For months, President Bush has been a sitting duck, taking incoming rhetorical fire from Democratic opponents and a willing media eager to bring down his poll numbers so they can have themselves a contest. The poll numbers are down, and it appears there will be a real contest. It is time for the president to return fire.
On NBC's "Meet the Press" interview with Tim Russert on Sunday (Feb. 8), the president again defended his decision to invade Iraq and topple the murderous dictator, Saddam Hussein. The interview was OK, but he didn't say much that he hasn't said already many times. He needs to say something new, beginning with more about the unique responsibility of being president. He should note that a president does not enjoy the luxury of his critics, who have opinions about everything but take responsibility for nothing. Bush acted on the best intelligence available at the time, stopping a madman who has been responsible for the deaths of perhaps millions, his own people and many others. Was that not worth doing?
The leading contender for the Democratic presidential nomination, Sen. John F. Kerry of Massachusetts, presents an inviting target of inconsistency, hypocrisy and opportunism when his statements about Iraq and weapons of mass destruction are examined. Just last June 15 on "ABC's This Week" program, Kerry said he thought "it would be irresponsible for me at this point to draw conclusions (about whether intelligence was hyped) prior to all the evidence being on the table."
On NPR's "All Things Considered" last March 19, Kerry said, "I think Saddam Hussein's weapons of mass destruction are a threat, and that's why I voted to hold him accountable and to make certain that we disarm him. I think we need to.." Since Kerry had access to some of the same intelligence passed on to the White House, why shouldn't he admit his wrong decision if he now wants to criticize the president for what Kerry regards as Bush's mistakes?
Kerry told USA Today (Feb. 12, 2003) that leaving Saddam "unfettered with nuclear weapons or weapons of mass destruction is unacceptable." As far back as 1990, Kerry warned in a Senate speech, "Iraq has developed a chemical weapons capability" (Oct. 2, 1990, Congressional Record, p.S14330). In January, 1991, Kerry said Saddam had been working on WMD "for years" (Congressional Record 1/12/91, p.S369).
In addition to noting Kerry's flip-flops, the president should roll out an even more powerful political weapon. He should invite to visit America some Iraqi men, women and children who could publicly thank this country for its commitment and sacrifice on their behalf. They would tell their stories of life under Saddam and how things have improved since his ouster. These personal stories of murdered relatives, rape, torture and imprisonment would touch many hearts. Then the president could ask, "Do any of those who want my job wish to tell these people they would have been better off if America and our allies had chosen to stay home?"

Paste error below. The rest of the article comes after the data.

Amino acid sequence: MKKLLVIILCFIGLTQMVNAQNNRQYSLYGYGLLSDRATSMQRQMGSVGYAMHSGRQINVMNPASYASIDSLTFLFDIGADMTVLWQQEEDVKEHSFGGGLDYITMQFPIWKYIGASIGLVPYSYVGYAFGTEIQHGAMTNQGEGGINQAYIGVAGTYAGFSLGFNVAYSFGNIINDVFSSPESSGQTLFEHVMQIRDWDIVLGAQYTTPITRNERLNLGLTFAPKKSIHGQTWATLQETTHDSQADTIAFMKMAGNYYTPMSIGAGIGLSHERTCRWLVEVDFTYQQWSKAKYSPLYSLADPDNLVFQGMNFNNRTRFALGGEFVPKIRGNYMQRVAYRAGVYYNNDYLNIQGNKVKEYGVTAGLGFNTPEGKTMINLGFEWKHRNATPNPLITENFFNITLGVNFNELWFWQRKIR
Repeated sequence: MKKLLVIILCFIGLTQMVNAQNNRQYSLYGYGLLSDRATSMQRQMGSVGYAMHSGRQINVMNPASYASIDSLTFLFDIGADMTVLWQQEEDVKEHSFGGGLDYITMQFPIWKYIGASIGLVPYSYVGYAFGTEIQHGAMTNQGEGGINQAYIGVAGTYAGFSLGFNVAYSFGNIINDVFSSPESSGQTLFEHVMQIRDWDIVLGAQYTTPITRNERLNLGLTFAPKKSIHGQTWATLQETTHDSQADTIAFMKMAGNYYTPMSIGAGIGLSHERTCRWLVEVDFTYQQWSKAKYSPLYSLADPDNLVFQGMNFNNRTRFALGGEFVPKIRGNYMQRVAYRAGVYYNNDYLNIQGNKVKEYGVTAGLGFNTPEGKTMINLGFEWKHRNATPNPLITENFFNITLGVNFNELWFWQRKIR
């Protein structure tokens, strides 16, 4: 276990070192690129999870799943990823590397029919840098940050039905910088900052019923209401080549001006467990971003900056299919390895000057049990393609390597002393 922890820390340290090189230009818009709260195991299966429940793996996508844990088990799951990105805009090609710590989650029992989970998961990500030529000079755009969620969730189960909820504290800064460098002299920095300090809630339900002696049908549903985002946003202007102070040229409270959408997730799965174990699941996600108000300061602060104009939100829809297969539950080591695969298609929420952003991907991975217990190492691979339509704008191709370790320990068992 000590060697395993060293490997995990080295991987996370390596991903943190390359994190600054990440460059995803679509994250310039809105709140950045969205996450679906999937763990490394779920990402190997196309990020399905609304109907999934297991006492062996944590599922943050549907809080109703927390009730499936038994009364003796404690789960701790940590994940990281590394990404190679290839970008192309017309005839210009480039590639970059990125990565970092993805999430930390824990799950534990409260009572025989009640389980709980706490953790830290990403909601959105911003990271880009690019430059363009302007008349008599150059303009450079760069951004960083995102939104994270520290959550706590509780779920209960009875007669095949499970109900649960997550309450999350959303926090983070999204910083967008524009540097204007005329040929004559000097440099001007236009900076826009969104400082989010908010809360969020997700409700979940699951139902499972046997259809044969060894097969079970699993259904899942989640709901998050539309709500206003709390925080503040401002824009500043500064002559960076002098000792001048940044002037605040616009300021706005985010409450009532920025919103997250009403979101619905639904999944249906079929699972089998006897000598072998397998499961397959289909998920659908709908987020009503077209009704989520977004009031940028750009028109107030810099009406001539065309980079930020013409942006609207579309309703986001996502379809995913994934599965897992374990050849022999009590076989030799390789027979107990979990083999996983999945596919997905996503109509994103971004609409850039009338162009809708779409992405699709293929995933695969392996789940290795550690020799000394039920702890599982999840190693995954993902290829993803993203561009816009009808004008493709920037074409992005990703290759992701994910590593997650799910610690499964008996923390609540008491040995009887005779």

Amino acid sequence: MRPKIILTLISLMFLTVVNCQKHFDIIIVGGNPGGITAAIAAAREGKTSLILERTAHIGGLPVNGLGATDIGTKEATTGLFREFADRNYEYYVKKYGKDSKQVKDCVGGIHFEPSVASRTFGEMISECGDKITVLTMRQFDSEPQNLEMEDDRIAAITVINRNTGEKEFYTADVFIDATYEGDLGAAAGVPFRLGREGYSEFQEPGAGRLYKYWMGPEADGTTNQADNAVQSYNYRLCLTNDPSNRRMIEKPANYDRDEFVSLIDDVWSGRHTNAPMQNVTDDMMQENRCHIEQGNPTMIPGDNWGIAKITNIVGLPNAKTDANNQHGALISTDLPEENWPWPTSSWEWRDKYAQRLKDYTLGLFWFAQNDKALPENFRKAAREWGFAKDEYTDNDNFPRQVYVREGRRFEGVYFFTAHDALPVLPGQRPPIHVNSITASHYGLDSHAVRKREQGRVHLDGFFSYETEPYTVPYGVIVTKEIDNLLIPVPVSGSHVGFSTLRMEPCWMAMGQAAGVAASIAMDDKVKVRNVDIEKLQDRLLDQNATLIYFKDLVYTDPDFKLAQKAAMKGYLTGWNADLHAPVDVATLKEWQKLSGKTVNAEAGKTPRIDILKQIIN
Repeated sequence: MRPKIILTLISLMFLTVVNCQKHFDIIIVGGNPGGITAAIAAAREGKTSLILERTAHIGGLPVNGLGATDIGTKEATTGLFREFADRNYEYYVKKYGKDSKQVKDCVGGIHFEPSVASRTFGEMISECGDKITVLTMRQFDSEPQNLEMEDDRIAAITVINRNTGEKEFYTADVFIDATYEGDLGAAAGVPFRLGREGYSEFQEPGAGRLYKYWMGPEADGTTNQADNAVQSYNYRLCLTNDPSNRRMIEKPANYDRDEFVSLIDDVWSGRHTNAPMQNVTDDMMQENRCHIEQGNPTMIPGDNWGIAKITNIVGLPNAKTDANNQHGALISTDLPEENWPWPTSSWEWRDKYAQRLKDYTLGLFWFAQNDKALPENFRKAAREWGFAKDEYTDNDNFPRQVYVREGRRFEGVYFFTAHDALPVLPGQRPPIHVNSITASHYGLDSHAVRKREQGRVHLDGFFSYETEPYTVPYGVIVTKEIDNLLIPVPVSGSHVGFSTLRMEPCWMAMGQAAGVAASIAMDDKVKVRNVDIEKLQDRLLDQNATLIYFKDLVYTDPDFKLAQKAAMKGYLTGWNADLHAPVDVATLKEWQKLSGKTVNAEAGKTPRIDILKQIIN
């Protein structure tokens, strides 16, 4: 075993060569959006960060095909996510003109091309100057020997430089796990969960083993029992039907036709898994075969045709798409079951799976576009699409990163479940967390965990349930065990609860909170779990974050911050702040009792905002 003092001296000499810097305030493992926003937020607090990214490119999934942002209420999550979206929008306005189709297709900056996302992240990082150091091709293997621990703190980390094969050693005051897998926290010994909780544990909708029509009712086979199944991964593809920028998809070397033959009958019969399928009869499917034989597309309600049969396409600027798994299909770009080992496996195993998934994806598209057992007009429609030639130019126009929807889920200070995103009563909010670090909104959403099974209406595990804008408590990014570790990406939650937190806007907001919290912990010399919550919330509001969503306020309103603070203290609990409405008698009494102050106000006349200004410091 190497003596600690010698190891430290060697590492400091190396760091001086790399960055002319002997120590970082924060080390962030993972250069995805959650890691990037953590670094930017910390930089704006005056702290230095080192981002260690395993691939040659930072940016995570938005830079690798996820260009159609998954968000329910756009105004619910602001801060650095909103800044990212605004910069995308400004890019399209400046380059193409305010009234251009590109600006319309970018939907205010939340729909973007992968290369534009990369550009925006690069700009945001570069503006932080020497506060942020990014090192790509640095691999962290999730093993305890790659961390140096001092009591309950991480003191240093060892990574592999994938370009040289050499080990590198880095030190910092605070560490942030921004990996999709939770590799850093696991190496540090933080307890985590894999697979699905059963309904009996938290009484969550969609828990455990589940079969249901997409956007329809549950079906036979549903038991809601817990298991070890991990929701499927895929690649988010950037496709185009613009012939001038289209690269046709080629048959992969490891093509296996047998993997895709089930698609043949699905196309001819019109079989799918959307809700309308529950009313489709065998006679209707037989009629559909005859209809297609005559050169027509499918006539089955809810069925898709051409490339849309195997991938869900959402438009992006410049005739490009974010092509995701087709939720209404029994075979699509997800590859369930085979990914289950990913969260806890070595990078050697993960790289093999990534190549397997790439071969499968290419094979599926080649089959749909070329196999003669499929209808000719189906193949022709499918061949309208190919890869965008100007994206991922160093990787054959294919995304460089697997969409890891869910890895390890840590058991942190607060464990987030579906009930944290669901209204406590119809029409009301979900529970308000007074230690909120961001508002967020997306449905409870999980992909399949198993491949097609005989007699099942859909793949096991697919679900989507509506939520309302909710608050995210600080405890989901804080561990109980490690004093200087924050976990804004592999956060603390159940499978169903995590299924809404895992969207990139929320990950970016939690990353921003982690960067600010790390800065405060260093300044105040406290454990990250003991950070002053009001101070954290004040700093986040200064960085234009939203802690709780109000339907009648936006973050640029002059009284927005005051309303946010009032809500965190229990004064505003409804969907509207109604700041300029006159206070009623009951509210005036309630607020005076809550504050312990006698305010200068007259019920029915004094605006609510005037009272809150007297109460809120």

Let Kerry and the other candidates say that more fatherless children would have been acceptable to them. Let the Democrats persuade the public that the continued rapes of women and girls should be of no concern to a decent nation that has sacrificed its own in the past so others might share the joy of freedom. How many Democrats want to be known for this kind of isolationism, insensitivity and indifference to suffering? Are we our brother's and sister's keeper, or not? Does freedom require a certain responsibility and accountability from those who enjoy it in behalf of those who don't?
When he announced the beginning of military operations against Iraq last March, the president said it "could be more difficult than some predict. And helping Iraqis achieve a united, stable and free country will require our sustained commitment."
Part of that commitment ought to be introducing liberated Iraqis to the American public. Call it, "Meet the Iraqis."
Americans are used to taking criticism from an unappreciative world. Hearing the stories of grateful Iraqis would not only give us a needed morale boost, it could improve the president's approval ratings.